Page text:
CERTAIN TAX RETURNS WILL HEAD TO DIFFERENT CENTERS: As taxpayers begin to prepare their tax returns, the Internal Revenue Service noted that some may be sending their returns to a different service center than last year. Those who received a tax instruction booklet from the IRS in the mail and use the labels included with the booklet can be assured that their tax returns will go to the correct address. Taxpayers who e-file are not affected by these changes.For tax year 2005, the mailing changes affect returns, with or without payments, from the District of Columbia and 11 states - Colorado, Delaware, Kansas, Maryland, Mississippi, Nebraska, New Mexico, Ohio, South Dakota, Virginia and West Virginia.

Taxpayers should send:

* Returns from Delaware and Virginia to the IRS Center in Atlanta;

* Returns from the District of Columbia and Maryland to the IRS Center in Andover, Mass.;

* Returns from Ohio to the IRS Center in Kansas City, Mo.;

* Returns from Kansas, Mississippi and West Virginia to the IRS Center in Austin, Texas; and,

* Returns from Colorado, Nebraska, New Mexico and South Dakota to the IRS Center in Fresno, Calif.

FREE FILE OPENS WITH NEW SERVICES: The Internal Revenue Service announced the opening of Free File, the free tax preparation and free electronic filing initiative now in its fourth year. More than 70 percent of the nation's taxpayers - over 92 million people - qualify for Free File this year.

A new agreement between the IRS and the Free File Alliance, the private-sector consortium of tax preparation software companies, will mean improved services and more information for taxpayers who use the free services. Free File must be accessed through www.irs.gov.

Among the improvements this year:

* The 3 million taxpayers who used to file their income tax return through TeleFile, an option no longer available, automatically qualify for Free File this year.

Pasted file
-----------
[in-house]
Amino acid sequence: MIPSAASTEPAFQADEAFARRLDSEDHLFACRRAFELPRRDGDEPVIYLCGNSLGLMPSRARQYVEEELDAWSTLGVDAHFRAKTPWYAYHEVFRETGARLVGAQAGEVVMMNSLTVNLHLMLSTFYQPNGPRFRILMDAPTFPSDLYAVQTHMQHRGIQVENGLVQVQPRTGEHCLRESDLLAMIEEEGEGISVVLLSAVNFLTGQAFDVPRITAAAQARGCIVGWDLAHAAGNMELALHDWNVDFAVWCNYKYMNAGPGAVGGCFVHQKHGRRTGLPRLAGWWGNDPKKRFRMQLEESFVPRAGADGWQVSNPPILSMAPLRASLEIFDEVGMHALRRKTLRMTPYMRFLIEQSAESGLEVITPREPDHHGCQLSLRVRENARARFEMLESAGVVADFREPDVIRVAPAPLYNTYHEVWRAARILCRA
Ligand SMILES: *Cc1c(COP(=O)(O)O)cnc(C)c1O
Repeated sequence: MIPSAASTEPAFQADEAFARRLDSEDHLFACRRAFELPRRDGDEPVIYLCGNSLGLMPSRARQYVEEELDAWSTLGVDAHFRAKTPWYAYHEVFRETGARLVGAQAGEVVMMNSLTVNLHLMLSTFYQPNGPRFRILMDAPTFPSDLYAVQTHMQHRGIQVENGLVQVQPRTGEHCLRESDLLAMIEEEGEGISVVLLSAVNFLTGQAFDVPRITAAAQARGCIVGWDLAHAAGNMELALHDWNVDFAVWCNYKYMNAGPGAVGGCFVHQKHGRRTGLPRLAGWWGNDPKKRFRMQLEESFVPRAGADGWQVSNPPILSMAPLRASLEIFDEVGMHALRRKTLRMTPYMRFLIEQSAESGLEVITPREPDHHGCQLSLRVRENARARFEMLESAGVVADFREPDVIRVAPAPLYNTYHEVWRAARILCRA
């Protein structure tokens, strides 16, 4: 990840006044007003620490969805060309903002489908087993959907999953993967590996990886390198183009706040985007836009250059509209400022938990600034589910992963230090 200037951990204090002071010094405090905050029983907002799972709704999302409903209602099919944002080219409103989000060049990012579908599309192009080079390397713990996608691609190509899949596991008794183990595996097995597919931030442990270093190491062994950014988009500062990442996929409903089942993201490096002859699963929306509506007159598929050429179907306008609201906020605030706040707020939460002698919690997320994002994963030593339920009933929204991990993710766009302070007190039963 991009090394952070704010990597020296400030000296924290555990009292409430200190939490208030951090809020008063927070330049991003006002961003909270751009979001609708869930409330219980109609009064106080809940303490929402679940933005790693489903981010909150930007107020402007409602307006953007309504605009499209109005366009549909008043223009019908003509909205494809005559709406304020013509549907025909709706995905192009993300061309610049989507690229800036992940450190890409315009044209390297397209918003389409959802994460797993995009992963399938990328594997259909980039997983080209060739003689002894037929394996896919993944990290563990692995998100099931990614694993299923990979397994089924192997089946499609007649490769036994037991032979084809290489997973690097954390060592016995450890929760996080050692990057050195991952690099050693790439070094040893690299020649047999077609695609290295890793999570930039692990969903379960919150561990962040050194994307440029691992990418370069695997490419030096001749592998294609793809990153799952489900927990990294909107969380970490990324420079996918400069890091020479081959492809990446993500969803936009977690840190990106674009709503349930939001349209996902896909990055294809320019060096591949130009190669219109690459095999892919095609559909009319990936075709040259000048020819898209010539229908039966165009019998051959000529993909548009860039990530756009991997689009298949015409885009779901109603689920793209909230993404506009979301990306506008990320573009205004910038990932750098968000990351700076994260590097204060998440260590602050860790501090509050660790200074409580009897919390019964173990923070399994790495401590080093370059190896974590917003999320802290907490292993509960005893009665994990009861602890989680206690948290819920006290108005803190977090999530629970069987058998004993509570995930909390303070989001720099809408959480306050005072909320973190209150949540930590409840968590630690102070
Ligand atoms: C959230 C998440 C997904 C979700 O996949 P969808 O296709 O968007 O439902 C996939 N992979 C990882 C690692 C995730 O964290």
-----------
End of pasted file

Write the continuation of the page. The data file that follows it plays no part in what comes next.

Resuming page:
* Seventy percent of the nation's taxpayers - those with an adjusted gross income of $50,000 or less - will be eligible for the program.

* Alliance members' Web sites will display whether state online tax preparation and filing services are available and the associated fees, if any.

* Taxpayers with access to a computer and the Internet may check online at www.irs.gov to determine if they qualify for Free File.

More than 5.14 million taxpayers used Free File last year, almost a 47 percent increase over the 3.5 million users in 2004. Free File debuted in 2003 with nearly 2.8 million users.

TAX SCHEMER SENTENCED TO 5 YEARS: Tax fraud promoter Paul D. Harris was sentenced in U.S. District Court in Denver to five-and-one-half years in prison, followed by three years of supervised release, the Department of Justice and the Internal Revenue Service said. Harris was also ordered to pay more than $10,000 towards the costs of prosecution in connection with his role in an offshore tax scheme, marketed as Tower Executive Resources in Colorado.

In April 2005, a federal jury convicted Harris of conspiring to defraud the United States and willfully aiding and assisting in the preparation of a fraudulent income tax return, after a six-week trial. Co-defendant Lester R. Retherford was sentenced in December to four years in prison. According to prosecutors, wealthy taxpayers paid initiation fees of up to $50,000 to join Tower Executive Resources, and thousands more in annual fees to maintain their membership. Harris and Retherford set up shell corporations for their clients that were used to conceal nearly $9 million in taxable income. The clients transferred millions of dollars to secret bank accounts in the Turks and Caicos Islands and other foreign countries.

Harris and Retherford made it appear as though the offshore transfers were payments for consulting services, which the clients then falsely deducted on their businesses' tax returns. The clients then used debit cards and bogus loans to bring the money they had transferred offshore back into the United States for their own personal benefit. Nine clients of Tower Executive Resources from across the country have been convicted of tax offenses, and three additional clients are currently under indictment.

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